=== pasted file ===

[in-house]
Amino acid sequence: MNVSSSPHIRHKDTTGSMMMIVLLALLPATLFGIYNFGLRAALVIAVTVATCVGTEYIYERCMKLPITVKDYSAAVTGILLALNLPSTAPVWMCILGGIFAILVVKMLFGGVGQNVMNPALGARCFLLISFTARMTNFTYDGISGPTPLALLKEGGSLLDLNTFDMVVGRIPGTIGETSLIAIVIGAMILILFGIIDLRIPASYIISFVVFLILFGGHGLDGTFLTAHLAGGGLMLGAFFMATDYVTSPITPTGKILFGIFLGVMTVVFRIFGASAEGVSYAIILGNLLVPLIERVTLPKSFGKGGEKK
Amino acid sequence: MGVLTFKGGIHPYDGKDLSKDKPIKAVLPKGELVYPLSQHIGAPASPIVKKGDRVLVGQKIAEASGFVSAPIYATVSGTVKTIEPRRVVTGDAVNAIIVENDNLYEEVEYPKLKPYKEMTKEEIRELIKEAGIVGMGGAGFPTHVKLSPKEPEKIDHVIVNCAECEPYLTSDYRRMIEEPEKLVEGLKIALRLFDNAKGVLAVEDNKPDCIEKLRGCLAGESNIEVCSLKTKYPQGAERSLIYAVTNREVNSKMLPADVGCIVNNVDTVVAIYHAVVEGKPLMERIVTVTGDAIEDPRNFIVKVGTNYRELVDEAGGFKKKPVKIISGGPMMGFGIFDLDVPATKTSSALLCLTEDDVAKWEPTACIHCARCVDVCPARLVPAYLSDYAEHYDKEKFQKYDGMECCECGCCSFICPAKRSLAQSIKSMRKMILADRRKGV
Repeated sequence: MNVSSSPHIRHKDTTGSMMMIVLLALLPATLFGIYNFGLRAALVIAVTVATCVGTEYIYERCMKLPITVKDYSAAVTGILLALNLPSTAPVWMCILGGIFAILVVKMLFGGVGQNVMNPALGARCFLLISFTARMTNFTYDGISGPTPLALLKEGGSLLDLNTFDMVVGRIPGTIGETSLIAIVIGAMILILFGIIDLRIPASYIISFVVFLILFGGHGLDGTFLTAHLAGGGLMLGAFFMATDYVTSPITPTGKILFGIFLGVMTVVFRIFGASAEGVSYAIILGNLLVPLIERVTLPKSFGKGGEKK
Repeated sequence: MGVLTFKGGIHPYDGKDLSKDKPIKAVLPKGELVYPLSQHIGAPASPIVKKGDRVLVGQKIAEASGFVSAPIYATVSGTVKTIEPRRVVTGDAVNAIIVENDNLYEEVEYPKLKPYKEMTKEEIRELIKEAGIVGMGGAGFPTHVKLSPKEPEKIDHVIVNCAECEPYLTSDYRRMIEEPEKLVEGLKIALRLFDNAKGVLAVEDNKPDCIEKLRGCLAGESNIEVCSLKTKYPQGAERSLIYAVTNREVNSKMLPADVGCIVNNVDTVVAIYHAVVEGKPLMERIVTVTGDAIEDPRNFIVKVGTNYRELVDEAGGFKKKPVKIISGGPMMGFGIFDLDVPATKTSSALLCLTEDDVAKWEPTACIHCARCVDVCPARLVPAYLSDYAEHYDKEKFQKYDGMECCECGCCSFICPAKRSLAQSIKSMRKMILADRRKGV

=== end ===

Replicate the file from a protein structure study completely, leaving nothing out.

[in-house]
Amino acid sequence: MNVSSSPHIRHKDTTGSMMMIVLLALLPATLFGIYNFGLRAALVIAVTVATCVGTEYIYERCMKLPITVKDYSAAVTGILLALNLPSTAPVWMCILGGIFAILVVKMLFGGVGQNVMNPALGARCFLLISFTARMTNFTYDGISGPTPLALLKEGGSLLDLNTFDMVVGRIPGTIGETSLIAIVIGAMILILFGIIDLRIPASYIISFVVFLILFGGHGLDGTFLTAHLAGGGLMLGAFFMATDYVTSPITPTGKILFGIFLGVMTVVFRIFGASAEGVSYAIILGNLLVPLIERVTLPKSFGKGGEKK
Amino acid sequence: MGVLTFKGGIHPYDGKDLSKDKPIKAVLPKGELVYPLSQHIGAPASPIVKKGDRVLVGQKIAEASGFVSAPIYATVSGTVKTIEPRRVVTGDAVNAIIVENDNLYEEVEYPKLKPYKEMTKEEIRELIKEAGIVGMGGAGFPTHVKLSPKEPEKIDHVIVNCAECEPYLTSDYRRMIEEPEKLVEGLKIALRLFDNAKGVLAVEDNKPDCIEKLRGCLAGESNIEVCSLKTKYPQGAERSLIYAVTNREVNSKMLPADVGCIVNNVDTVVAIYHAVVEGKPLMERIVTVTGDAIEDPRNFIVKVGTNYRELVDEAGGFKKKPVKIISGGPMMGFGIFDLDVPATKTSSALLCLTEDDVAKWEPTACIHCARCVDVCPARLVPAYLSDYAEHYDKEKFQKYDGMECCECGCCSFICPAKRSLAQSIKSMRKMILADRRKGV
Repeated sequence: MNVSSSPHIRHKDTTGSMMMIVLLALLPATLFGIYNFGLRAALVIAVTVATCVGTEYIYERCMKLPITVKDYSAAVTGILLALNLPSTAPVWMCILGGIFAILVVKMLFGGVGQNVMNPALGARCFLLISFTARMTNFTYDGISGPTPLALLKEGGSLLDLNTFDMVVGRIPGTIGETSLIAIVIGAMILILFGIIDLRIPASYIISFVVFLILFGGHGLDGTFLTAHLAGGGLMLGAFFMATDYVTSPITPTGKILFGIFLGVMTVVFRIFGASAEGVSYAIILGNLLVPLIERVTLPKSFGKGGEKK
Repeated sequence: MGVLTFKGGIHPYDGKDLSKDKPIKAVLPKGELVYPLSQHIGAPASPIVKKGDRVLVGQKIAEASGFVSAPIYATVSGTVKTIEPRRVVTGDAVNAIIVENDNLYEEVEYPKLKPYKEMTKEEIRELIKEAGIVGMGGAGFPTHVKLSPKEPEKIDHVIVNCAECEPYLTSDYRRMIEEPEKLVEGLKIALRLFDNAKGVLAVEDNKPDCIEKLRGCLAGESNIEVCSLKTKYPQGAERSLIYAVTNREVNSKMLPADVGCIVNNVDTVVAIYHAVVEGKPLMERIVTVTGDAIEDPRNFIVKVGTNYRELVDEAGGFKKKPVKIISGGPMMGFGIFDLDVPATKTSSALLCLTEDDVAKWEPTACIHCARCVDVCPARLVPAYLSDYAEHYDKEKFQKYDGMECCECGCCSFICPAKRSLAQSIKSMRKMILADRRKGV